The past several months have been extraordinarily busy for Cloud Nine. While we haven’t been flying, we have been working on a big change that will lead to other big changes: we’re upgrading aircraft!
In April we sold Sugar Pop, our Cessna 310, and purchased a 1977 Cessna 414. This was not a decision to be taken lightly. The 310 is an extraordinary aircraft, one that is both versatile and economical for its capabilities. Additionally, our 310 was in excellent condition, especially after spending over 5 years maintaining and upgrading it.
Cloud Nine’s Cessna 414
However, I found that we were often turning down missions because of the limitations of the 310. Either the missions took us over the Rocky mountains (which in the 310 was difficult to do on a reliable schedule) or in other cases, the sizes of the dogs would not allow us to fly enough to make the trip worthwhile.
Upgrading to the 414 solves both these problems, along with expanding our capabilities. The 414 is turbocharged and pressurized, which allows us to fly higher and over most weather. The dogs are, of course, always in the cabin with me, so there is no worry of flying too high for them – if the cabin altitude is too high for them, it’s too high for me! Because of the 414′s cabin configuration, we will not only be able to fit more cages, but larger cages, thus allowing us to carry more dogs, and larger dogs. I am conservatively anticipating a 50% increase in capacity, but it may prove higher than that – we will see for certain once we start flying missions.
This particular airplane was an excellent find. With low time on the airframe and having been hangared its whole life (plus being the last year of this particular model), this provides Cloud Nine with a great starting point. The previous owner, who has been flying since the 1940s, has not been flying for the past few years due to medical issues. A friend of mine clued me into the plane’s availability. After a visit, I knew this plane would be an excellent plane that would fit our needs and be within our budget. Although the plane has been sitting for several years, it has been well cared for. I was impressed by how clean it was and by how well everything worked.
It’s official! The previous owner and Ted shaking hands on the deal.
As I type, our new 414 is undergoing the finishing touches on the annual inspection and necessary repairs. Generally when a plane sits for several years, you expect to have a number of things wrong with it. I’m happy to say that, while we did have some things wrong, the overall scope of the annual inspection was far lower than would typically be seen for a plane that had been sitting, a testament to the good care taken of it previously.
Cloud Nine’s 414 Getting Ready to Hit the Skies!
We have put a number of new parts on the airplane, some of which have been mandatory due to them being broken, and some of which have been optional but replaced for reliability, safety, or efficiency purposes. We have put in new fine-wire spark plugs, a new vacuum pump, a new LED taxi light, new battery, two new fuel tanks (this plane has 6!), and also overhauled both airspeed indicators and one fuel selector, among other items in our efforts to bring the 414 back to the skies.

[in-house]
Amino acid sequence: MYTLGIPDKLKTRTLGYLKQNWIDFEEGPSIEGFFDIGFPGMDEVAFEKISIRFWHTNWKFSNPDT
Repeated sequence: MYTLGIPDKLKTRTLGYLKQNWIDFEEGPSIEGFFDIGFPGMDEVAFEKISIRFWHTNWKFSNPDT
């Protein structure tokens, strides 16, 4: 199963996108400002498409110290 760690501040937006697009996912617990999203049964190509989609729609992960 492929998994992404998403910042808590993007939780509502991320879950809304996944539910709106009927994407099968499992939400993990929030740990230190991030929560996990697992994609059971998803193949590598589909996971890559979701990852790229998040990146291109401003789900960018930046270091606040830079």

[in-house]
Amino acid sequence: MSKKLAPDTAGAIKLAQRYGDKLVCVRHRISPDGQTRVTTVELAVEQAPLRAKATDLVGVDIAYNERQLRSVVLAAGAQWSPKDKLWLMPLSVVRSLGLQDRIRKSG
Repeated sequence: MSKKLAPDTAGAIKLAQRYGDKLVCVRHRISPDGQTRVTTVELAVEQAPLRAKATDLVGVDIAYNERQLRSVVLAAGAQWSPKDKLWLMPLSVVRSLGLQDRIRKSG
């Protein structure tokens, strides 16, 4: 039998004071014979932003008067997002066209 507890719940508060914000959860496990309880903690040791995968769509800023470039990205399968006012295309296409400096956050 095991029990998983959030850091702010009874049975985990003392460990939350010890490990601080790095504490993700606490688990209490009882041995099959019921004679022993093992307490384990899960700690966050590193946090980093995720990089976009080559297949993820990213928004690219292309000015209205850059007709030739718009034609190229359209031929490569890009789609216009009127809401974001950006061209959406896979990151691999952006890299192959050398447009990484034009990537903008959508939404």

We have been very fortunate to have several companies who have been generous enough to discount or donate parts to Cloud Nine in order to help us get our 414 into the sky so that we can start flying missions. It’s worth noting that when I ask a company for a discount or donation, it’s because I believe they make the best product. I don’t want to compromise on quality for Cloud Nine’s airplane, because quality parts ultimately make the plane more reliable and more efficient. If you own or maintain a plane, I’d recommend looking into the products all of these companies have to offer. I personally endorse them not only because of their I want to take a moment to thank the companies who have helped us by donating or discounting parts to help us get the 414 up and flying:
I am planning to pick the 414 up later this week from our shop, with its first rescue flight scheduled in the very near future! To say I’m excited is an understatement – I’m ecstatic that we are making this change that will allow us to make a greater impact with our missions.
As always, and especially now, we need your help to make our missions happen! As with any aircraft, we expect to have parts fail needing replacement. Additionally, the avionics and flight instruments in this airplane are ancient (they were installed about the time I was born – that is not an exaggeration). Certain upgrades to these are required to meet upcoming FAA mandates, and additional upgrades will need to be made to improve the capability of the aircraft and increase the number of airports we can land at.
Look for more entries in this multi-part blog series talking about our upgrade and what else this means for Cloud Nine, as well as mission stories!